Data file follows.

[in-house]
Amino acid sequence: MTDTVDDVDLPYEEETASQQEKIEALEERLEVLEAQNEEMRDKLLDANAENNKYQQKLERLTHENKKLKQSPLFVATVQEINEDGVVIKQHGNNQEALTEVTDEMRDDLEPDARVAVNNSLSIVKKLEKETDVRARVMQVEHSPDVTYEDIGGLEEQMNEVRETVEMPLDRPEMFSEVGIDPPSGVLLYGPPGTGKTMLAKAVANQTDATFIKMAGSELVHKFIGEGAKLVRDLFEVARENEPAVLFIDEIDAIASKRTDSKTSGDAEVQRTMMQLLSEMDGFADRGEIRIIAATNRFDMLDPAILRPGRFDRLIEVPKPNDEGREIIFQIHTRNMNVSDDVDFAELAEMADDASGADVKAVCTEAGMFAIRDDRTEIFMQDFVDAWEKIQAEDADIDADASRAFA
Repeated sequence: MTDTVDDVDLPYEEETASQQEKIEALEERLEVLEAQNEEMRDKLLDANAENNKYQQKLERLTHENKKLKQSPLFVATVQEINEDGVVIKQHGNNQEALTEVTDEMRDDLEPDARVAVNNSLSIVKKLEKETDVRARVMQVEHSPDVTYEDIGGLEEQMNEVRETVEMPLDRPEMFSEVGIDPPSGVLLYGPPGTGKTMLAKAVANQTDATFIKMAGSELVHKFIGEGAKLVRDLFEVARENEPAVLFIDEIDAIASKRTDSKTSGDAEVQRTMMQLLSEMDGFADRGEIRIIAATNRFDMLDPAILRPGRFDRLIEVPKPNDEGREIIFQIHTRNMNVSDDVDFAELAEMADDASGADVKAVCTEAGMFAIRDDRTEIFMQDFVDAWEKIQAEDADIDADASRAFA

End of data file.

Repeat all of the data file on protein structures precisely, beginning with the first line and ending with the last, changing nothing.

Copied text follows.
[in-house]
Amino acid sequence: MTDTVDDVDLPYEEETASQQEKIEALEERLEVLEAQNEEMRDKLLDANAENNKYQQKLERLTHENKKLKQSPLFVATVQEINEDGVVIKQHGNNQEALTEVTDEMRDDLEPDARVAVNNSLSIVKKLEKETDVRARVMQVEHSPDVTYEDIGGLEEQMNEVRETVEMPLDRPEMFSEVGIDPPSGVLLYGPPGTGKTMLAKAVANQTDATFIKMAGSELVHKFIGEGAKLVRDLFEVARENEPAVLFIDEIDAIASKRTDSKTSGDAEVQRTMMQLLSEMDGFADRGEIRIIAATNRFDMLDPAILRPGRFDRLIEVPKPNDEGREIIFQIHTRNMNVSDDVDFAELAEMADDASGADVKAVCTEAGMFAIRDDRTEIFMQDFVDAWEKIQAEDADIDADASRAFA
Repeated sequence: MTDTVDDVDLPYEEETASQQEKIEALEERLEVLEAQNEEMRDKLLDANAENNKYQQKLERLTHENKKLKQSPLFVATVQEINEDGVVIKQHGNNQEALTEVTDEMRDDLEPDARVAVNNSLSIVKKLEKETDVRARVMQVEHSPDVTYEDIGGLEEQMNEVRETVEMPLDRPEMFSEVGIDPPSGVLLYGPPGTGKTMLAKAVANQTDATFIKMAGSELVHKFIGEGAKLVRDLFEVARENEPAVLFIDEIDAIASKRTDSKTSGDAEVQRTMMQLLSEMDGFADRGEIRIIAATNRFDMLDPAILRPGRFDRLIEVPKPNDEGREIIFQIHTRNMNVSDDVDFAELAEMADDASGADVKAVCTEAGMFAIRDDRTEIFMQDFVDAWEKIQAEDADIDADASRAFA